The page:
|Photo by Dan Pancamo (Wikipedia)|
American redstart (en); mariquita-de-rabo-vermelho (pt); paruline flamboyante (fr); candelita norteña (es); schnäpperwaldsänger (de)
This species breeds in most of Canada and in the eastern United States, as well as in the northern Midwest of the United States. They migrate south to winter from Mexico down to Peru, Venezuela, the Guyanas and marginally into northern Brazil. They also winter in the Caribbean.
These birds are 11-14 cm long and have a wingspan of 16-19 cm. They weigh 6-9 g.
The American redstart breeds mainly in open-canopy deciduous forests, also using second growths, boreal forests, scrublands, rural gardens and parks within urban areas. Outside the breeding season they are found in tropical scrublands, both moist and dry tropical forests and mangroves. This species is present from sea level up to an altitude of 3.000 m.
They are almost exclusively insectivorous, mainly taking caterpillars, moths, flies, leafhoppers, wasps, beetles, aphids, stoneflies and spiders. Outside the breeding they will occasionally also eat berries and seeds.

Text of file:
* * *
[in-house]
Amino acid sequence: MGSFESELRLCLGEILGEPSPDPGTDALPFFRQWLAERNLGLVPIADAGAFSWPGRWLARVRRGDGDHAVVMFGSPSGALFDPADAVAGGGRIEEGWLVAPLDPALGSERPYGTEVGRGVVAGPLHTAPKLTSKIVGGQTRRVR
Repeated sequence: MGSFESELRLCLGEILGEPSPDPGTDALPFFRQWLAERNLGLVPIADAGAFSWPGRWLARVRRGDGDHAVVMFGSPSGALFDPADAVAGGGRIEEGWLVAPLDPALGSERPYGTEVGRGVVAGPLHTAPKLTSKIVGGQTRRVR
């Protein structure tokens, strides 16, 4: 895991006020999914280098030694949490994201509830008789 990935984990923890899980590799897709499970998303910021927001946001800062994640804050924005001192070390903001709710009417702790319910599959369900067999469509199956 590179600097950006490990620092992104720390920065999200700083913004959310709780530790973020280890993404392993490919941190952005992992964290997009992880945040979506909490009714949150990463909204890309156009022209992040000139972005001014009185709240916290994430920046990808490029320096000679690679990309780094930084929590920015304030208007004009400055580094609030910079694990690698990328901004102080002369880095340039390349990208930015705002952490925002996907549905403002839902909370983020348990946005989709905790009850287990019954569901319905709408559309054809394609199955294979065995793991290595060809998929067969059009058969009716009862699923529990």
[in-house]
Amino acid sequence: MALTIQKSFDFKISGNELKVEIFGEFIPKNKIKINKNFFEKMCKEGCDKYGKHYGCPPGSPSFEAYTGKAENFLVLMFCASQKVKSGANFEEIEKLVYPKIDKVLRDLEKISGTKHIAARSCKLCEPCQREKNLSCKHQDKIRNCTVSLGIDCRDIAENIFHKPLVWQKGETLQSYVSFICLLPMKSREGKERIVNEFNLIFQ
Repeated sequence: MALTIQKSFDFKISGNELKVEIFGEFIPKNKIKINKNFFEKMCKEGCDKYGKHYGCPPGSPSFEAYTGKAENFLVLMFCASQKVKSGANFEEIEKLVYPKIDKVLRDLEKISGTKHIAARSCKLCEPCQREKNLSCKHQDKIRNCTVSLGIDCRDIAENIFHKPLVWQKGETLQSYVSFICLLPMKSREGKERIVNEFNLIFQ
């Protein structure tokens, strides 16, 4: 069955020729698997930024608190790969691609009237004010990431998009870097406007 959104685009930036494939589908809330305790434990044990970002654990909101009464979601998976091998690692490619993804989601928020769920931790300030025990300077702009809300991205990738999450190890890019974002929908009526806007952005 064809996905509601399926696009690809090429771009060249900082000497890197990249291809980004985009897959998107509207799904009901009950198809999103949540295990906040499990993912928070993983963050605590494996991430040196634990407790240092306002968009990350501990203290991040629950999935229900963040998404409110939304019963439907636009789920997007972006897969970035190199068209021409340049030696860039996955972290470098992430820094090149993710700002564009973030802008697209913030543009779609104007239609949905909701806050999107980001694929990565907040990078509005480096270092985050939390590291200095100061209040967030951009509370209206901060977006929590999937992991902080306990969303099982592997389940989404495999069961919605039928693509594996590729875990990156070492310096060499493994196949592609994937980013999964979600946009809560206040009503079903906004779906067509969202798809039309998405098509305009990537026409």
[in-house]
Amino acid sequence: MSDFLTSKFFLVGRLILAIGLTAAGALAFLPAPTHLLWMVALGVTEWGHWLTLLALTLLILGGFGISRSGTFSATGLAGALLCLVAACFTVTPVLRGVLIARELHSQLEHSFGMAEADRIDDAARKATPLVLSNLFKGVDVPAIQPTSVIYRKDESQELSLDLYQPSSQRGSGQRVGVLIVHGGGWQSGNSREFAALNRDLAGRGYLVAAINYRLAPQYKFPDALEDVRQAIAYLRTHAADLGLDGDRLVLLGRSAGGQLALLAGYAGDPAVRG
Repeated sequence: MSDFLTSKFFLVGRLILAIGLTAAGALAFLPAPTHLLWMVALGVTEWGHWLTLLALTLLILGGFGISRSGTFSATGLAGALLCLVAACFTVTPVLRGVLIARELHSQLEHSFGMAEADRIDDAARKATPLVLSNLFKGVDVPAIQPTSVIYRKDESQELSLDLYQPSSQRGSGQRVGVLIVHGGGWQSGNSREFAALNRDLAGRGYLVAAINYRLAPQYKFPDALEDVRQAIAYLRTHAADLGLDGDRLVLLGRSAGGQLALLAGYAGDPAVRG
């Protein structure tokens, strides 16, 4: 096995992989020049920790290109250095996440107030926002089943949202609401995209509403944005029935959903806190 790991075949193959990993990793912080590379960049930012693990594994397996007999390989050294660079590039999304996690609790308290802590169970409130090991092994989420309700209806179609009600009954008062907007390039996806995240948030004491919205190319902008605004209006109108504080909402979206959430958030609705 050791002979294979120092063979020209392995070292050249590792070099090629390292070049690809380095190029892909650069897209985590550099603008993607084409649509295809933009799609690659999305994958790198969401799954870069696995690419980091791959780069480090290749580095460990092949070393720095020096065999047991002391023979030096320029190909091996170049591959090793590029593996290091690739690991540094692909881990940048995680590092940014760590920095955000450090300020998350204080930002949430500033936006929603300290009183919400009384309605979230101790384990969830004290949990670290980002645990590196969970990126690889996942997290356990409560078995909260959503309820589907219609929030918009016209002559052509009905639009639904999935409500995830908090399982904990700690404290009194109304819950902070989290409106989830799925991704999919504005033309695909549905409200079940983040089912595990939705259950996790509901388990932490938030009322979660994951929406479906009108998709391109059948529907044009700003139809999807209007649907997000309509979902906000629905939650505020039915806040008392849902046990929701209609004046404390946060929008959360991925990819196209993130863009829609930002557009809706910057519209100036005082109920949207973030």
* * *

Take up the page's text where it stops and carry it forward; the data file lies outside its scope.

American redstarts breed in May-July. They are predominantly monogamous, although some cases of polygamy are known. The nest is a tightly-woven cup, made of grass, roots, feathers, birch bark and hairs. It is placed in a branch against the trunk, or on a fork, in a tree or scrub. There the female lays 2-5 white or cream-coloured eggs with brown speckles, which she incubates alone for 10-13 days. The chicks fledge 9 days after hatching, but remain with one of the parents for up to 3 weeks after fledging.
IUCN status – LC (Least Concern)
This species has a very large breeding range and the global population is estimated at 23 million individuals. The population has undergone a small decrease over the last 4 decades due to habitat loss in both wintering and breeding areas.